Analyst: Data caps favor BlackBerry, hurt iPhone

AT&T's recent decision to retire its $29.99 per month unlimited data pricing plan in favor of offering new subscribers a tiered model based on usage--a move since copied by British operator O2--could benefit Research In Motion and its BlackBerry smartphone portfolio but may prove detrimental to Apple's iPhone, according to an analyst note published Monday by Susquehanna Financial's Jeff Fidacaro. Forecasting the introduction of reduced entry-level data pricing will encourage a significant number of subscribers to swap their feature phones for smartphones, Fidacaro contends that BlackBerry devices are ideally positioned to capture this new business, crediting their affordable prices and emphasis on low-bandwidth applications like email and instant messaging. Conversely, data caps could limit future adoption of the iPhone, a device synonymous with high-bandwidth apps like streaming video.

"In our view, tiered pricing could create adverse behavior by consumers as users will watch their data usage more closely and avoid overage fees (similar to when we used to wait until 9pm to place a wireless call so as not to use up minutes)," Fidicaro writes. To support his argument, he cites a recent study issued by bill analysis firm Validas, which states that that the average iPhone user in the U.S. consumes 273 MBs of data per month (far above AT&T's 200 MB entry-level data limit) while the typical BlackBerry user consumes just 54 MBs.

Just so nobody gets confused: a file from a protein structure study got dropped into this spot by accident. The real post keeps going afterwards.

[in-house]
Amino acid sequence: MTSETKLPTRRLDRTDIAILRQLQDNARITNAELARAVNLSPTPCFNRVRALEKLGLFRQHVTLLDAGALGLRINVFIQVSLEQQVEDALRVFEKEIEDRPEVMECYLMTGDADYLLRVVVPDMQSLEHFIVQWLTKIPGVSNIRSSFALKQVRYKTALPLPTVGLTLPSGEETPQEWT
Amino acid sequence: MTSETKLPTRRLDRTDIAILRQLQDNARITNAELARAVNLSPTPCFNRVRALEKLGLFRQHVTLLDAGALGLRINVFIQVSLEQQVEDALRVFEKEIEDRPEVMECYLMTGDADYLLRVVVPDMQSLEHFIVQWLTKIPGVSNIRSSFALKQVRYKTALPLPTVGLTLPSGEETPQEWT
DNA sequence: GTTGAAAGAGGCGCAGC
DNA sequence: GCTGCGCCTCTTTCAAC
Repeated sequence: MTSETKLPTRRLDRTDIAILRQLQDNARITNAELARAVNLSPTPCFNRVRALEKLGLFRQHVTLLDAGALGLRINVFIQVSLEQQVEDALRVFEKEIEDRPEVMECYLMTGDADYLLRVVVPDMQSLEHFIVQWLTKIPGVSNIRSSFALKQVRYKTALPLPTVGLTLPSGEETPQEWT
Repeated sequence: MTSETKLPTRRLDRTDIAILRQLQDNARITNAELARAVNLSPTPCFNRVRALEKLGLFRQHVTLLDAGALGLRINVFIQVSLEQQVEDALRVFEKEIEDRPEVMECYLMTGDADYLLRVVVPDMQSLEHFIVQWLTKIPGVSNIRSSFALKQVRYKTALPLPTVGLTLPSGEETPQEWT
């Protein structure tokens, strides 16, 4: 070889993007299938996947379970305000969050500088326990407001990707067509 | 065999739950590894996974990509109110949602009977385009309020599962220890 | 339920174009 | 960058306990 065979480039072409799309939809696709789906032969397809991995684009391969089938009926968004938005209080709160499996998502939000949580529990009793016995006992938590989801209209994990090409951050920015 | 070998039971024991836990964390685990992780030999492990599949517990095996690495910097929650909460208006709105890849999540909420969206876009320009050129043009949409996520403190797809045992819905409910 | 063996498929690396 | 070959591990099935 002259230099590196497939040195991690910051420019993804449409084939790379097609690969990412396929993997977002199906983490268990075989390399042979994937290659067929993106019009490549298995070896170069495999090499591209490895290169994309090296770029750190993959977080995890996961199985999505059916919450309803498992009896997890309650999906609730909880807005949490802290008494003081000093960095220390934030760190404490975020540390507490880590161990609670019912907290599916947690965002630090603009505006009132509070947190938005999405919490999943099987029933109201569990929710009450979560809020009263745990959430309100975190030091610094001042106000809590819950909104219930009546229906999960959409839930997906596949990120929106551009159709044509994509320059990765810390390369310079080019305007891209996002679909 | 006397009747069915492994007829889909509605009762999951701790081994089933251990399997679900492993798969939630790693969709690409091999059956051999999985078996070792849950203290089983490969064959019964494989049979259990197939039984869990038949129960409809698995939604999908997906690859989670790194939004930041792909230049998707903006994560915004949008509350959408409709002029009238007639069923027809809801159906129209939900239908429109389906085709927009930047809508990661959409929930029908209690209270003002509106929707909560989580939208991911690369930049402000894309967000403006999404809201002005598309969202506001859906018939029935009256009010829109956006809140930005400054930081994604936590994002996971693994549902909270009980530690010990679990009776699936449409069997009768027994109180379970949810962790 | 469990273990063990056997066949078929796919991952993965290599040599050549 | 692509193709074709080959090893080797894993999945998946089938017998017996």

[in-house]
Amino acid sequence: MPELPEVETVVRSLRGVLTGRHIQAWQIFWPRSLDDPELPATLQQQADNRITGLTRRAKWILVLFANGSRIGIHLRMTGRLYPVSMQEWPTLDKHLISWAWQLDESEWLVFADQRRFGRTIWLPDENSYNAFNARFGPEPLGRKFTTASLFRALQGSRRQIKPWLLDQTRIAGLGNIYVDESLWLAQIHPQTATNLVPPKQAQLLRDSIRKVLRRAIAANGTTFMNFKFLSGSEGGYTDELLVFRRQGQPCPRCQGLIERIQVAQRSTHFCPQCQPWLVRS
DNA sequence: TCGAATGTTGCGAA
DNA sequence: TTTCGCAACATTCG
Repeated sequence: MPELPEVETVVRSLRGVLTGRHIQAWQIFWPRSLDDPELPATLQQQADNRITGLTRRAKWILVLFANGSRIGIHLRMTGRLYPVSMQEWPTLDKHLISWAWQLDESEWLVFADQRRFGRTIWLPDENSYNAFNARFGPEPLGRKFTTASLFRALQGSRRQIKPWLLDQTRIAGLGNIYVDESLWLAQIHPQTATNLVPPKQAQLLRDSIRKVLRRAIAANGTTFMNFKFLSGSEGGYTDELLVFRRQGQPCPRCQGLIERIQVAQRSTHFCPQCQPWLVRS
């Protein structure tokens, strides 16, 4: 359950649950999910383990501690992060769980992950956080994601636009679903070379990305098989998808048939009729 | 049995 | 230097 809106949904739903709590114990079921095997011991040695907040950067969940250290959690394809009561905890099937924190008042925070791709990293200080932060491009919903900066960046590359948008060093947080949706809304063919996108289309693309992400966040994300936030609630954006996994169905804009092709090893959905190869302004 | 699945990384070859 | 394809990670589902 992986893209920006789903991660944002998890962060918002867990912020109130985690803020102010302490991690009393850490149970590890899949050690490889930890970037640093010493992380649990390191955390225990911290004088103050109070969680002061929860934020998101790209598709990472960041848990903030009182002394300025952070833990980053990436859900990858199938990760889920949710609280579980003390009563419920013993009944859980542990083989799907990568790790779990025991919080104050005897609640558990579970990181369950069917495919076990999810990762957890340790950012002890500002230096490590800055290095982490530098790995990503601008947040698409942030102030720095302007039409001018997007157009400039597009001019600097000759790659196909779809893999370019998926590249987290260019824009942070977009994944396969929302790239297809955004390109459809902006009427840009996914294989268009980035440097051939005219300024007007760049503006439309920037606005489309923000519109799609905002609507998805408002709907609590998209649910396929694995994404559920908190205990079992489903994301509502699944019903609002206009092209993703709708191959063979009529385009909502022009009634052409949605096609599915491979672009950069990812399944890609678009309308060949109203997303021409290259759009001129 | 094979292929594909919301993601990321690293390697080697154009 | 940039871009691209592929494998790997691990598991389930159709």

AT&T's decision to institute data caps could pose enormous repercussions for the developer community as well, appearing likely to impact the creation of games, location-based services and other applications that consume significant bandwidth or require constant refreshing. "What created this lively app world we are in was the iPhone on one hand, and unlimited data plans on the other," said Noam Bardin, CEO of turn-by-turn solutions provider Waze, in a recent interview with The New York Times. "If people start thinking about how big a file is, or how fast an application is refreshing, that will be a huge inhibitor."

Chief among developer concerns: AT&T subscribers will begin closely monitoring and fretting about their data consumption, limiting application use or delaying an impulse app purchase. While AT&T will alert customers when they near their monthly data quota and enable subscribers to track their use via the operator's website, few customers understand how much data a particular app consumes, posing additional challenges. In addition, developers may scale back their applications, eschewing more robust features.

For more on the Susquehanna Financial forecast:
- read this Apple 2.0 article

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